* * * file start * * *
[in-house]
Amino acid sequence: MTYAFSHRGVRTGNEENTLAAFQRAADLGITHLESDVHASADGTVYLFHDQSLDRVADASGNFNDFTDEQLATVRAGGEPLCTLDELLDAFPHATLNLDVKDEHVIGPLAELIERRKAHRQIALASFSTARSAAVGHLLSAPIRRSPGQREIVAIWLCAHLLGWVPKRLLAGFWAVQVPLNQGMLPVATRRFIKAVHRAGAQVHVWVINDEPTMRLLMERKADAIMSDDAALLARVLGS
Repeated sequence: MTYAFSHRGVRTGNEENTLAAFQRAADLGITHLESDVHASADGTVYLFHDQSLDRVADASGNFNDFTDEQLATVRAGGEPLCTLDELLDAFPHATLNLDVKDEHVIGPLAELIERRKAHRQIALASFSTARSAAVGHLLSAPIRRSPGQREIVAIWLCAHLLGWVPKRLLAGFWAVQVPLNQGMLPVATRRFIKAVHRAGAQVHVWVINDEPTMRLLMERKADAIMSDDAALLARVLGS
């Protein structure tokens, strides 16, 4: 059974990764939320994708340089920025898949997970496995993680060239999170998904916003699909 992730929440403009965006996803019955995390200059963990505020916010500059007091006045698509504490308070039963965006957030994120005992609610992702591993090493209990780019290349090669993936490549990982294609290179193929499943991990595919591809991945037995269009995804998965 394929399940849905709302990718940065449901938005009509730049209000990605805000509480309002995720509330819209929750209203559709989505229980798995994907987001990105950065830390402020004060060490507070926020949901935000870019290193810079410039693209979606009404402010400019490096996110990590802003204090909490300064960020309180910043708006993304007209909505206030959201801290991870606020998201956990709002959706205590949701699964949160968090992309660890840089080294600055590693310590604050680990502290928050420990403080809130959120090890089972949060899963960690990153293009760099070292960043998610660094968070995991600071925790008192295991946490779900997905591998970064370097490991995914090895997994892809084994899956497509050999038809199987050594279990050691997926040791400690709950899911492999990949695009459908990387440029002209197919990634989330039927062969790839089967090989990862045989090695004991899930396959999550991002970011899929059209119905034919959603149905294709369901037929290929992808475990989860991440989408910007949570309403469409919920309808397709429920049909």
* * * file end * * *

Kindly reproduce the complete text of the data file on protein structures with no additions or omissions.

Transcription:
[in-house]
Amino acid sequence: MTYAFSHRGVRTGNEENTLAAFQRAADLGITHLESDVHASADGTVYLFHDQSLDRVADASGNFNDFTDEQLATVRAGGEPLCTLDELLDAFPHATLNLDVKDEHVIGPLAELIERRKAHRQIALASFSTARSAAVGHLLSAPIRRSPGQREIVAIWLCAHLLGWVPKRLLAGFWAVQVPLNQGMLPVATRRFIKAVHRAGAQVHVWVINDEPTMRLLMERKADAIMSDDAALLARVLGS
Repeated sequence: MTYAFSHRGVRTGNEENTLAAFQRAADLGITHLESDVHASADGTVYLFHDQSLDRVADASGNFNDFTDEQLATVRAGGEPLCTLDELLDAFPHATLNLDVKDEHVIGPLAELIERRKAHRQIALASFSTARSAAVGHLLSAPIRRSPGQREIVAIWLCAHLLGWVPKRLLAGFWAVQVPLNQGMLPVATRRFIKAVHRAGAQVHVWVINDEPTMRLLMERKADAIMSDDAALLARVLGS
């Protein structure tokens, strides 16, 4: 059974990764939320994708340089920025898949997970496995993680060239999170998904916003699909 992730929440403009965006996803019955995390200059963990505020916010500059007091006045698509504490308070039963965006957030994120005992609610992702591993090493209990780019290349090669993936490549990982294609290179193929499943991990595919591809991945037995269009995804998965 394929399940849905709302990718940065449901938005009509730049209000990605805000509480309002995720509330819209929750209203559709989505229980798995994907987001990105950065830390402020004060060490507070926020949901935000870019290193810079410039693209979606009404402010400019490096996110990590802003204090909490300064960020309180910043708006993304007209909505206030959201801290991870606020998201956990709002959706205590949701699964949160968090992309660890840089080294600055590693310590604050680990502290928050420990403080809130959120090890089972949060899963960690990153293009760099070292960043998610660094968070995991600071925790008192295991946490779900997905591998970064370097490991995914090895997994892809084994899956497509050999038809199987050594279990050691997926040791400690709950899911492999990949695009459908990387440029002209197919990634989330039927062969790839089967090989990862045989090695004991899930396959999550991002970011899929059209119905034919959603149905294709369901037929290929992808475990989860991440989408910007949570309403469409919920309808397709429920049909």